The Apocalypse Car

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People get their artistic rocks off in all kinds of ways… landscapes, abstracts, LOL Katz. My favourite piece of art is a 1977 Pontiac Firebird Trans Am with The Book of Revelations scrawled into its black paint by an artist using a nail.

Technical Stuff: Taking a camera into a gallery is usually against the rules. Funny enough most artists don’t want their work photographed or reproduced. But in large galleries there are usually some exhibits which are cool to shoot. For the others I suggest waiting until the security guard leaves the room. I used a real camera and real film (400ASA) for this shot.

This is an installation at the National Gallery of Canada. The artist had eight paintings surrounding the car, each one was a vision of the Apocalypse. But all I saw was Burt Reynolds driving 300 horses as the vanguard of The End Of Days. I don’t even know the artist’s name, and I’m pretty sure “The Apocalypse Car” is not even the name of this work.

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About Gabriel

I’ve lived in fifty-two places. I've been paid to pick stones out of fields, take backstage photos of Britney Spears, and report on Internet privacy issues. My photos have been published in several newspapers, and a couple of magazines.
This entry was posted in Entertainment, From My Wall, Photography, Pre 2004. Bookmark the permalink.

11 Responses to The Apocalypse Car

  1. ames says:

    I really like the colour and the vignette effect in this shot. Also, the car looks longer than I remember. Is that because of the lens you used or my crappy memory?

  2. Gabriel says:

    I used my 35mm lens, so whatever is in the foreground will definitely be bigger than the background… in this case it makes the car look longer than it actually is. Anything lower than a 50mm is considered a wideangle. I used to have a 28mm lens, it was my favourite. Alas, I sold it for food money. I also used to have a 28-80mm with a macro feature on it… but the f-stop ring wore out. sigh… I hate digital cameras.

  3. ames says:

    ahhhhh that makes sense. I’m taking a film class right now and we learned about wide angle/telephoto lenses on video cameras but it’s all so new to me that I can’t keep the differences straight.

    Do you ever shoot film anymore? I know you don’t really like Photoshop so how did you get the photo to come out so warm and golden with the darker corners?

  4. Gabriel says:

    I haven’t shot film for… almost two years. I went through my analogue equipment a couple of months ago and my cameras have definitely deteriorated. The light metre on my K1000 is broken, and I think the lenses are gone. I’m not even sure they make the battery for my Minolta anymore. Plus film is just too expensive for me to be shooting seriously right now.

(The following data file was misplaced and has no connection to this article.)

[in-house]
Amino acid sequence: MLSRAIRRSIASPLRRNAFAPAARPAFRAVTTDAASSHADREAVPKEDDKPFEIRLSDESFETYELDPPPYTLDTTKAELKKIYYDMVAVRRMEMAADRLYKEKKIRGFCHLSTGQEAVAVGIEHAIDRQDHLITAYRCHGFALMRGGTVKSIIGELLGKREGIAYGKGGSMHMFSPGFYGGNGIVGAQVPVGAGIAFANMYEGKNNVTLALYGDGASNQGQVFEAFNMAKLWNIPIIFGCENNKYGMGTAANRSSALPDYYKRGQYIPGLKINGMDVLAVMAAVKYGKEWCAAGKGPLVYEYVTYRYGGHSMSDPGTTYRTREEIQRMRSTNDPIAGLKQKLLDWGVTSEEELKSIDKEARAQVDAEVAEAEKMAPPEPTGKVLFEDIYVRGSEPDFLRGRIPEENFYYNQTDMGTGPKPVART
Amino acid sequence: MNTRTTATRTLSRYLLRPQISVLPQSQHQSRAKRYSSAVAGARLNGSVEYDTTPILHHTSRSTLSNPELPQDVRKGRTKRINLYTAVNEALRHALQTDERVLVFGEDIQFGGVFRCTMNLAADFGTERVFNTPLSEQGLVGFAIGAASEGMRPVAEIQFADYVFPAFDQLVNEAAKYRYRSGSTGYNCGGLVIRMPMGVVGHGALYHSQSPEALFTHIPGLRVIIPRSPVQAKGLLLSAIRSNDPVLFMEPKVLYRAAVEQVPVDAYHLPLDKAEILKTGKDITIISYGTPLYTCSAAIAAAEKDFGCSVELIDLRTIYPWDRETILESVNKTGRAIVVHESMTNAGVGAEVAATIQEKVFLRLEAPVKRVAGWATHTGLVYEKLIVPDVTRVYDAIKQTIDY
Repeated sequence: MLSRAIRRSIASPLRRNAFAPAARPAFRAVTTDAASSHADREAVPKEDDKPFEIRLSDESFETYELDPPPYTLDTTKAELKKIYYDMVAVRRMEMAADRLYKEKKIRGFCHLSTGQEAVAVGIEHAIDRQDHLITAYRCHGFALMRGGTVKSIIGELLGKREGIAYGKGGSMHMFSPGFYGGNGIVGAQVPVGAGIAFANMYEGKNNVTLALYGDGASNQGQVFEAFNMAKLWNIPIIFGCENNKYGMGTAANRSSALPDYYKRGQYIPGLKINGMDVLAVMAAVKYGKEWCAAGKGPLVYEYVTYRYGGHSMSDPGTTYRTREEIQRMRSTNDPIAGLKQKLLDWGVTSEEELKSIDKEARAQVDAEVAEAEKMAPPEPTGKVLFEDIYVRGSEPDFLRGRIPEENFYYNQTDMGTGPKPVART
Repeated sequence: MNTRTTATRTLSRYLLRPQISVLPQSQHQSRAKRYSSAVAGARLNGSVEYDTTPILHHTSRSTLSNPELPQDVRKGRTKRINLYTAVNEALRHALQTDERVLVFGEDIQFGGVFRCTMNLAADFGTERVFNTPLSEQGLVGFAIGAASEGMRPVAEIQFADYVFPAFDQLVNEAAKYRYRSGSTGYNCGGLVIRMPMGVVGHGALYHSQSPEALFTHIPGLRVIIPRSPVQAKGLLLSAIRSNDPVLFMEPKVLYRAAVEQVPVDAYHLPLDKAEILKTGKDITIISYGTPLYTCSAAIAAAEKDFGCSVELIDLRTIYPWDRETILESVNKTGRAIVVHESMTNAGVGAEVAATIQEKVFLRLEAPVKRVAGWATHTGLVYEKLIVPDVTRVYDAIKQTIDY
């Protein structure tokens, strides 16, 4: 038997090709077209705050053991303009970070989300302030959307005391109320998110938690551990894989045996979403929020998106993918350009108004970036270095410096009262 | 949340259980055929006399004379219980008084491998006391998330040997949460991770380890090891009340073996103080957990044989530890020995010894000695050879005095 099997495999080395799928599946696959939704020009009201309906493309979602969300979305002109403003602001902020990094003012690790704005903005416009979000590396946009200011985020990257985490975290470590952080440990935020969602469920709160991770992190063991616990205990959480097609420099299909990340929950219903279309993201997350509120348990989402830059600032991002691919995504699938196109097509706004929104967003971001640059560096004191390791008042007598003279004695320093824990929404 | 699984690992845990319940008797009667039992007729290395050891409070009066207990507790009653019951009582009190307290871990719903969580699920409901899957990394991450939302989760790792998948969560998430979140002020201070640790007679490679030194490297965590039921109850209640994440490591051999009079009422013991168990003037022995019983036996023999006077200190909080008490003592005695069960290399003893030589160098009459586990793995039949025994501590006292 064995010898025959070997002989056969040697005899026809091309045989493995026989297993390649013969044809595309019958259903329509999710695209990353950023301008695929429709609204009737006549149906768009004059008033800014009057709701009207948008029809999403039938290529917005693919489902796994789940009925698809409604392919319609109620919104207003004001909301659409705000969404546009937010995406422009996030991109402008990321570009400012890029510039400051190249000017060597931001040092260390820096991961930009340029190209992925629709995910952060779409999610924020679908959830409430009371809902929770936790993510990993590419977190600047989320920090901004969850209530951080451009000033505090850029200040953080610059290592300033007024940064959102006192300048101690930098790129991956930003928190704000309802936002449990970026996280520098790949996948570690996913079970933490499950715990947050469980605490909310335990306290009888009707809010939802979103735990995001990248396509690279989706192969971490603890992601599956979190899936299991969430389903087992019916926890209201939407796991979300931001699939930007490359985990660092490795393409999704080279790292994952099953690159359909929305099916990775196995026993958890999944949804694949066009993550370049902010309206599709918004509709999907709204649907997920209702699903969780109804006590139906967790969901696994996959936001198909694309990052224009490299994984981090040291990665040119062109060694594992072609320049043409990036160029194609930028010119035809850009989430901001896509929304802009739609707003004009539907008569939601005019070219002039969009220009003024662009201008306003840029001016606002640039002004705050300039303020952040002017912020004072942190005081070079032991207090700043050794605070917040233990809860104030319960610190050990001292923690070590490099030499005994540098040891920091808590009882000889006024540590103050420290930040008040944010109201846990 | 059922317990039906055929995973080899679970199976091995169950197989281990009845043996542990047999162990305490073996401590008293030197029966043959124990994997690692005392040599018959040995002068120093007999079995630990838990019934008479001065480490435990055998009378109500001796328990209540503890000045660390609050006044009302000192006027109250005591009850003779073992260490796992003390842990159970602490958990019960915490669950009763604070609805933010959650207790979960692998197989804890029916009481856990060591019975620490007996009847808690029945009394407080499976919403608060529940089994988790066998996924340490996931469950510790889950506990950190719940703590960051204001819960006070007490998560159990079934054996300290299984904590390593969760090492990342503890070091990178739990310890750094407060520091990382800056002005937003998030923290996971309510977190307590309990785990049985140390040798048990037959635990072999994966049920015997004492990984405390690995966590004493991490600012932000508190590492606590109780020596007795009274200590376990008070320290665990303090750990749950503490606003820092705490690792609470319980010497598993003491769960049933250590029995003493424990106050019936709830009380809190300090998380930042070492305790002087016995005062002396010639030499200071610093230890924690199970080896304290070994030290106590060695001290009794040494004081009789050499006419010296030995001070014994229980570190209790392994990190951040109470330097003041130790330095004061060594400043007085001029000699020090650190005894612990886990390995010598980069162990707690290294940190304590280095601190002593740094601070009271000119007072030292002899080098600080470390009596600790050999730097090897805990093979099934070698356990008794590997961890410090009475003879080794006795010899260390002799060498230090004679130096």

The photo looks warm because of the lighting… it’s the ancient incandescent light bulbs. That warm glow was what was so great about them. The compact fluorescents we’re being forced to buy now, like all fluorescents (remember high school?), used to give off an annoying, sickly-green light. But now they’ve “improved” them so their light is a harsh, bright white light. To get rid of the green we used the flash or a special filter… I think it was a red filter. The bright white light is better, but I much prefer the incandescents.

    The corners look dark because the lens was dying. As a lens gets older the edges don’t focus as well, so it looks like the edges of the photo are darker than the middle. There’s also a certain amount of light splashing off the hardwood floors.

    Keep in mind the wide angle lens of an SLR camera works entirely differently than the one on a digital or video camera… an analogue SLR (single lens reflex) will always give you a better image than a digital anything.

  5. ames says:

    I was asked to create that effect in photoshop for some of the photos for the magazine. So I figured that it would be caused by some kind of complicated technical process.

  6. ames says:

    hehehe i totally buggered that blockquote thing… i was trying to quote you but instead i quoted myself… OOPS!

  7. Gabriel says:

    Blockquotes are always tough… no complicated process, just an old lens. In PhotoShop I think you can get it by ‘burning’ the corners, then maybe ‘dodging’ the main subject. Both of which, in a darkroom, can be complicated but digitally I think it’s just a matter of finding the right button combinations… like playing “Street Fighter” and figuring out how to get Ryu’s Shinkuu Hadouken manoeuvrer to work.

  8. ames says:

    Photoshop has a filter to add a vignette to the edge. I think it’s an option in the distort filter but I’m too lazy to check. I played Street Fighter IV a while ago. My strategy was to mash all the buttons as quickly as possible. I lost. But not by as much as you might think.

  9. Stevo says:

    Frickin-OH YEAH. I remember this exhibit. Was I with you and/or Pat when I saw it? I with I could remember, but I’m sure that somewhere in my parents house is the exhibit pamphlet. (this is Steve H, in case you’re wondering). I’m about an hour into reading this and it’s totally making my day.

  10. Gabriel says:

    I’m not sure… but I think it would have been with Pat. I think this might have been the first time I saw it, and it was with my sister (Ames). But I also seem to remember trying to hustle to get to the Gallery on her last day in Ottawa so she could see the car… which would mean I already knew about it. Curious.

    Feel free to comment anywhere you like, but take your time getting caught up, so far I seem to be only updating this thing once a semester.

  11. Pingback: Almost Like Art | The Farm Road | cultural sn:afu

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